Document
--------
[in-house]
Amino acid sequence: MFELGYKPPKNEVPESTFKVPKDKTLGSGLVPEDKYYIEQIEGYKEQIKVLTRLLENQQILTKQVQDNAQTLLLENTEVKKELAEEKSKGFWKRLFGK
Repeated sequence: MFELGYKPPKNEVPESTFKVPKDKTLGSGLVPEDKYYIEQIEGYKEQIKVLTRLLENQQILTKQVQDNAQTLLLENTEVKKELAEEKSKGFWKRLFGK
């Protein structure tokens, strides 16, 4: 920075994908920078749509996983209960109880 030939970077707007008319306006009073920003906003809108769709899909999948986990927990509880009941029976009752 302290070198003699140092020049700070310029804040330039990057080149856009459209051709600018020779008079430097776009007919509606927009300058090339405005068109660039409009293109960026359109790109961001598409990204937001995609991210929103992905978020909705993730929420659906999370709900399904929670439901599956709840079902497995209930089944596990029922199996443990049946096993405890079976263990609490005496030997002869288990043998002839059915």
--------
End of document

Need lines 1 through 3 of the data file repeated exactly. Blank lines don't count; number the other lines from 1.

[in-house]
Amino acid sequence: MFELGYKPPKNEVPESTFKVPKDKTLGSGLVPEDKYYIEQIEGYKEQIKVLTRLLENQQILTKQVQDNAQTLLLENTEVKKELAEEKSKGFWKRLFGK
Repeated sequence: MFELGYKPPKNEVPESTFKVPKDKTLGSGLVPEDKYYIEQIEGYKEQIKVLTRLLENQQILTKQVQDNAQTLLLENTEVKKELAEEKSKGFWKRLFGK